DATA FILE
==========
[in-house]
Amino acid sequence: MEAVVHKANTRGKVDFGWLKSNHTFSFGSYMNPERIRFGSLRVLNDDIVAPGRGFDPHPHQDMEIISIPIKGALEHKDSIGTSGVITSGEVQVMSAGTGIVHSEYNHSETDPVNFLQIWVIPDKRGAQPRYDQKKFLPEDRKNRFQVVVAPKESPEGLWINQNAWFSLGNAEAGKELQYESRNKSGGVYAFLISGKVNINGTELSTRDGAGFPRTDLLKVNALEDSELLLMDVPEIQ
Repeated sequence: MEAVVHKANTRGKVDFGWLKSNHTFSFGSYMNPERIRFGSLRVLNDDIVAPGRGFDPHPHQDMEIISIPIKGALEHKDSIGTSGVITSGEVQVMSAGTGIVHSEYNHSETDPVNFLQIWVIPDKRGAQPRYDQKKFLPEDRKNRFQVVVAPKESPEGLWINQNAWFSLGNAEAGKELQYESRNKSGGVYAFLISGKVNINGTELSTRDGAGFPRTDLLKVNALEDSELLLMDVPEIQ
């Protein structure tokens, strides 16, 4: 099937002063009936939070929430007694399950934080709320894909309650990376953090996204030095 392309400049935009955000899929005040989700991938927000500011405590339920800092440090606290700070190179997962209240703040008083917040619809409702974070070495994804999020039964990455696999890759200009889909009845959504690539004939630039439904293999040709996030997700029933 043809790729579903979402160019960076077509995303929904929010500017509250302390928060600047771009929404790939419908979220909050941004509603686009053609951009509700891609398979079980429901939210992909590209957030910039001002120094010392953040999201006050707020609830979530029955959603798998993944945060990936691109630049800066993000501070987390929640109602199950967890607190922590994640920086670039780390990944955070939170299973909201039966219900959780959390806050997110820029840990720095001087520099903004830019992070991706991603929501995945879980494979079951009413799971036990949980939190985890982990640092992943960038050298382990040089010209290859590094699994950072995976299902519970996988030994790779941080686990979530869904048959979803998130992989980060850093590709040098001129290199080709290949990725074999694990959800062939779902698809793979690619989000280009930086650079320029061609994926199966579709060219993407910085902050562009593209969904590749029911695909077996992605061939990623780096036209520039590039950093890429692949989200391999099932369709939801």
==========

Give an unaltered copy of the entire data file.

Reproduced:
[in-house]
Amino acid sequence: MEAVVHKANTRGKVDFGWLKSNHTFSFGSYMNPERIRFGSLRVLNDDIVAPGRGFDPHPHQDMEIISIPIKGALEHKDSIGTSGVITSGEVQVMSAGTGIVHSEYNHSETDPVNFLQIWVIPDKRGAQPRYDQKKFLPEDRKNRFQVVVAPKESPEGLWINQNAWFSLGNAEAGKELQYESRNKSGGVYAFLISGKVNINGTELSTRDGAGFPRTDLLKVNALEDSELLLMDVPEIQ
Repeated sequence: MEAVVHKANTRGKVDFGWLKSNHTFSFGSYMNPERIRFGSLRVLNDDIVAPGRGFDPHPHQDMEIISIPIKGALEHKDSIGTSGVITSGEVQVMSAGTGIVHSEYNHSETDPVNFLQIWVIPDKRGAQPRYDQKKFLPEDRKNRFQVVVAPKESPEGLWINQNAWFSLGNAEAGKELQYESRNKSGGVYAFLISGKVNINGTELSTRDGAGFPRTDLLKVNALEDSELLLMDVPEIQ
């Protein structure tokens, strides 16, 4: 099937002063009936939070929430007694399950934080709320894909309650990376953090996204030095 392309400049935009955000899929005040989700991938927000500011405590339920800092440090606290700070190179997962209240703040008083917040619809409702974070070495994804999020039964990455696999890759200009889909009845959504690539004939630039439904293999040709996030997700029933 043809790729579903979402160019960076077509995303929904929010500017509250302390928060600047771009929404790939419908979220909050941004509603686009053609951009509700891609398979079980429901939210992909590209957030910039001002120094010392953040999201006050707020609830979530029955959603798998993944945060990936691109630049800066993000501070987390929640109602199950967890607190922590994640920086670039780390990944955070939170299973909201039966219900959780959390806050997110820029840990720095001087520099903004830019992070991706991603929501995945879980494979079951009413799971036990949980939190985890982990640092992943960038050298382990040089010209290859590094699994950072995976299902519970996988030994790779941080686990979530869904048959979803998130992989980060850093590709040098001129290199080709290949990725074999694990959800062939779902698809793979690619989000280009930086650079320029061609994926199966579709060219993407910085902050562009593209969904590749029911695909077996992605061939990623780096036209520039590039950093890429692949989200391999099932369709939801």